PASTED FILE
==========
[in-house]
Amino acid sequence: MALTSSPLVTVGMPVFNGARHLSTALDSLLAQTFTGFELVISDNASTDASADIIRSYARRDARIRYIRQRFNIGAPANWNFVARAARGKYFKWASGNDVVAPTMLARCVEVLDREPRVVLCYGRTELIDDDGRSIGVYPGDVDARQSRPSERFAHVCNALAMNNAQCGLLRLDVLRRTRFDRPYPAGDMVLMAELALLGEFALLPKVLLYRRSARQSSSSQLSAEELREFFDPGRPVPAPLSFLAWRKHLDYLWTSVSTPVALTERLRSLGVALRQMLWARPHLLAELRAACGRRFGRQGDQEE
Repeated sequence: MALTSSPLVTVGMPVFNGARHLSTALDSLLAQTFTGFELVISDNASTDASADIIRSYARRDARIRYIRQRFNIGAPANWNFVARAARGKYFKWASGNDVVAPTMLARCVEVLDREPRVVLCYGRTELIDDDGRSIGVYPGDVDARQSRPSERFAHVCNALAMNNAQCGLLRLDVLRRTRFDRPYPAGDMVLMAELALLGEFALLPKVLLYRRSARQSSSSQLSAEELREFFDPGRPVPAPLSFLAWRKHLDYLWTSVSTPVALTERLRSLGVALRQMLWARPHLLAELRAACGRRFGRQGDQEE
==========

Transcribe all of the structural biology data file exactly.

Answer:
[in-house]
Amino acid sequence: MALTSSPLVTVGMPVFNGARHLSTALDSLLAQTFTGFELVISDNASTDASADIIRSYARRDARIRYIRQRFNIGAPANWNFVARAARGKYFKWASGNDVVAPTMLARCVEVLDREPRVVLCYGRTELIDDDGRSIGVYPGDVDARQSRPSERFAHVCNALAMNNAQCGLLRLDVLRRTRFDRPYPAGDMVLMAELALLGEFALLPKVLLYRRSARQSSSSQLSAEELREFFDPGRPVPAPLSFLAWRKHLDYLWTSVSTPVALTERLRSLGVALRQMLWARPHLLAELRAACGRRFGRQGDQEE
Repeated sequence: MALTSSPLVTVGMPVFNGARHLSTALDSLLAQTFTGFELVISDNASTDASADIIRSYARRDARIRYIRQRFNIGAPANWNFVARAARGKYFKWASGNDVVAPTMLARCVEVLDREPRVVLCYGRTELIDDDGRSIGVYPGDVDARQSRPSERFAHVCNALAMNNAQCGLLRLDVLRRTRFDRPYPAGDMVLMAELALLGEFALLPKVLLYRRSARQSSSSQLSAEELREFFDPGRPVPAPLSFLAWRKHLDYLWTSVSTPVALTERLRSLGVALRQMLWARPHLLAELRAACGRRFGRQGDQEE